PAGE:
Statement by the Reserve Bank of New Zealand:
Prospects for growth in the global economy have diminished despite very stimulatory monetary policy and low oil prices. Significant downside risks remain. Financial market volatility increased following the UK referendum and long-term interest rates have fallen.
Domestic growth is expected to remain supported by strong inward migration, construction activity, tourism, and accommodative monetary policy. However, low dairy prices are depressing incomes in the dairy sector and weighing on farm spending and investment.
There continue to be many uncertainties around the outlook. Internationally, these relate to the prospects for global growth and commodity prices, the fragility of global financial markets, and political risks. Domestic uncertainties relate to inflation expectations and the potential for continued high net immigration, ongoing pressures in the housing market, and the high New Zealand dollar exchange rate.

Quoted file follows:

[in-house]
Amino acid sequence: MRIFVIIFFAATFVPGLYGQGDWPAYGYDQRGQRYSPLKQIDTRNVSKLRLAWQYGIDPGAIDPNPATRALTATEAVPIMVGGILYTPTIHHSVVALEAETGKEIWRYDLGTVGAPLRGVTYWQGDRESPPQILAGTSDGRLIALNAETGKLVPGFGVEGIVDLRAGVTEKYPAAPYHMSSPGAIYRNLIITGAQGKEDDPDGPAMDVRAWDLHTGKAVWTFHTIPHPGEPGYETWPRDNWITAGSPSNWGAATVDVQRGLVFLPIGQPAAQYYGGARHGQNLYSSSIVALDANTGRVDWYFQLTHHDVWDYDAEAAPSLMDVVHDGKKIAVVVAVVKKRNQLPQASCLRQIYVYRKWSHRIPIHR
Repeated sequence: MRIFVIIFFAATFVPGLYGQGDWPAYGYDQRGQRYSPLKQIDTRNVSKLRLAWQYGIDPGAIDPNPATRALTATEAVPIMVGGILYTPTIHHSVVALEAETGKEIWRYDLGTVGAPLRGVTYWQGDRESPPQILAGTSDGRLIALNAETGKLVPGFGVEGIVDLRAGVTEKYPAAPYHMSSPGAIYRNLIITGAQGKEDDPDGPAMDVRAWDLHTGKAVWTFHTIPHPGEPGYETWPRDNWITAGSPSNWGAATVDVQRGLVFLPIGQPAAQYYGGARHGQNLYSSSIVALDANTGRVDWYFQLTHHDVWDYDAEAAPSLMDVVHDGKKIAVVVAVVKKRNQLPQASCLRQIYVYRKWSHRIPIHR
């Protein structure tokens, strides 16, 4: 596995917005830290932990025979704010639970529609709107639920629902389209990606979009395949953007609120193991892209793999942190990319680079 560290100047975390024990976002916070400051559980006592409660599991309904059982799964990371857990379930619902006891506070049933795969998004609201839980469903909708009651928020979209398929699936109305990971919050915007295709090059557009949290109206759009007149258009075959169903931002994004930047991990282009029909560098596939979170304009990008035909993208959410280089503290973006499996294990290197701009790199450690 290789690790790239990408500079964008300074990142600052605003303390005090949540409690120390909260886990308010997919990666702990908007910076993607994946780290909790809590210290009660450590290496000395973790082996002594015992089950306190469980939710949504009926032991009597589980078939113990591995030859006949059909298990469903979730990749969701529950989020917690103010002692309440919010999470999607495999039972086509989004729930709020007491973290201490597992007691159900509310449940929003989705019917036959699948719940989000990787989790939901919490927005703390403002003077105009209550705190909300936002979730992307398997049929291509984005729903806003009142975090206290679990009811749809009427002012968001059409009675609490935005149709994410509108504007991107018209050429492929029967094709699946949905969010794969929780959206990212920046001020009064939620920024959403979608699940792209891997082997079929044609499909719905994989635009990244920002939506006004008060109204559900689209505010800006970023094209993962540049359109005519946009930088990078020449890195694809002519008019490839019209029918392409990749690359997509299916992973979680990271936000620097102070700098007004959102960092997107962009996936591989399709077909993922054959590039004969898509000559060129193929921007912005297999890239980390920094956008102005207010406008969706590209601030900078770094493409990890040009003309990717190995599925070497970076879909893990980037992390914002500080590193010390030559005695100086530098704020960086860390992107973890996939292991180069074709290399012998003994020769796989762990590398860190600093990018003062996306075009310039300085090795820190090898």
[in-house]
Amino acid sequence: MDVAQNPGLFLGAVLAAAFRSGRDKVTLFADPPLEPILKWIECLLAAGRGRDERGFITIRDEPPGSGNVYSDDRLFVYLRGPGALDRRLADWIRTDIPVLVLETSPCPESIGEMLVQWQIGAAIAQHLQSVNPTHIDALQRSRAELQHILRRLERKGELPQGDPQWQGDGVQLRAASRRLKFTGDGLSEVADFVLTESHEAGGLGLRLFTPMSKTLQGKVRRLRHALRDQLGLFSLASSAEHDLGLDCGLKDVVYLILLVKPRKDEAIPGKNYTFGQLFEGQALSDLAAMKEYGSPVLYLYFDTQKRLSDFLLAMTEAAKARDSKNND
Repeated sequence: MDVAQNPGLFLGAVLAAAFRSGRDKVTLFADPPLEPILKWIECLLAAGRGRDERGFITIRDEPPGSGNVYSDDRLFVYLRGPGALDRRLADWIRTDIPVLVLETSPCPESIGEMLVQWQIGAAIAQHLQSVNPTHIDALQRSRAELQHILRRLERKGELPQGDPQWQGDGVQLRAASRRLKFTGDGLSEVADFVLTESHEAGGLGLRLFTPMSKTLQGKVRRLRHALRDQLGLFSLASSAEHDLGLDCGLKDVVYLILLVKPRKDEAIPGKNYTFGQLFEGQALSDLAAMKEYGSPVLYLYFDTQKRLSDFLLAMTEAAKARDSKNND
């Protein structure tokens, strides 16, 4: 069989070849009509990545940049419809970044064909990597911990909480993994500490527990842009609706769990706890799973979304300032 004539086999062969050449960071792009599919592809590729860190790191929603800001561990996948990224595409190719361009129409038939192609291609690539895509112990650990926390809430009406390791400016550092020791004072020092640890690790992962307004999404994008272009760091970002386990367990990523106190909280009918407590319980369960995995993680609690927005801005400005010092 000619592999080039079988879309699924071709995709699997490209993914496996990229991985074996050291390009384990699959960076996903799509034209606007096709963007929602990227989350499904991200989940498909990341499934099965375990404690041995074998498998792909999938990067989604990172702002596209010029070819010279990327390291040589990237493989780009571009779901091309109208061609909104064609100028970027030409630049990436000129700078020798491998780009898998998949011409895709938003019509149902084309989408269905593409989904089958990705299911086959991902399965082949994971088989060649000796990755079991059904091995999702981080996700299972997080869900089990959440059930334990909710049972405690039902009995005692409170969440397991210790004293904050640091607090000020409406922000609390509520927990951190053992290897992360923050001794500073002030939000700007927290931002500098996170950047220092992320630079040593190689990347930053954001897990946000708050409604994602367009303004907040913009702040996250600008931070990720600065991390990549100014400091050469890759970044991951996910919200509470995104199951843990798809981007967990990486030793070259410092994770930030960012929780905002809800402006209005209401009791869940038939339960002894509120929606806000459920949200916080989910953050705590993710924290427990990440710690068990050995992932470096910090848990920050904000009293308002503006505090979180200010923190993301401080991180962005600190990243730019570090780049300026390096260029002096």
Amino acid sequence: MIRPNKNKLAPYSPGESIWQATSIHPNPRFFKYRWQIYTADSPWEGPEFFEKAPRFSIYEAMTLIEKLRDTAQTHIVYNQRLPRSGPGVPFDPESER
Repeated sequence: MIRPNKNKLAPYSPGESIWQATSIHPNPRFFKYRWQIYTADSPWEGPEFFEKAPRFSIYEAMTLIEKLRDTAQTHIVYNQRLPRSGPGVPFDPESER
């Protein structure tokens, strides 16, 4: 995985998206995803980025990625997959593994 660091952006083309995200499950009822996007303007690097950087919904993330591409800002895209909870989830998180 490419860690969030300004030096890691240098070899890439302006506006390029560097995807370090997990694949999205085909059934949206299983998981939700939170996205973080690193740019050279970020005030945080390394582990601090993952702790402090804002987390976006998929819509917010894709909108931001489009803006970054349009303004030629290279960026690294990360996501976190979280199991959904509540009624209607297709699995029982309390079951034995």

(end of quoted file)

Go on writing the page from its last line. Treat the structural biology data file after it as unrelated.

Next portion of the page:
The trade-weighted exchange rate is 6 percent higher than assumed in the June Statement, and is notably higher than in the alternative scenario presented in that Statement. The high exchange rate is adding further pressure to the dairy and manufacturing sectors and, together with weak global inflation, is holding down tradable goods inflation. This makes it difficult for the Bank to meet its inflation objective. A decline in the exchange rate is needed.
House price inflation remains excessive and has become more broad-based across the regions, adding to concerns about financial stability. The Bank is currently consulting on stronger macro-prudential measures aimed at mitigating risks to financial stability from the current boom in house prices.
Annual CPI inflation was 0.4 percent in the year to June 2016. Headline inflation is being held below the target band by continuing negative tradables inflation. Long-term inflation expectations are well-anchored at 2 percent, but short-term inflation expectations remain low.
Despite rising capacity pressures and some recent increase in fuel prices, the stronger exchange rate implies that the outlook for inflation has weakened since the June Statement.
Monetary policy will continue to be accommodative. At this stage it seems likely that further policy easing will be required to ensure that future average inflation settles near the middle of the target range. We will continue to watch closely the emerging economic data.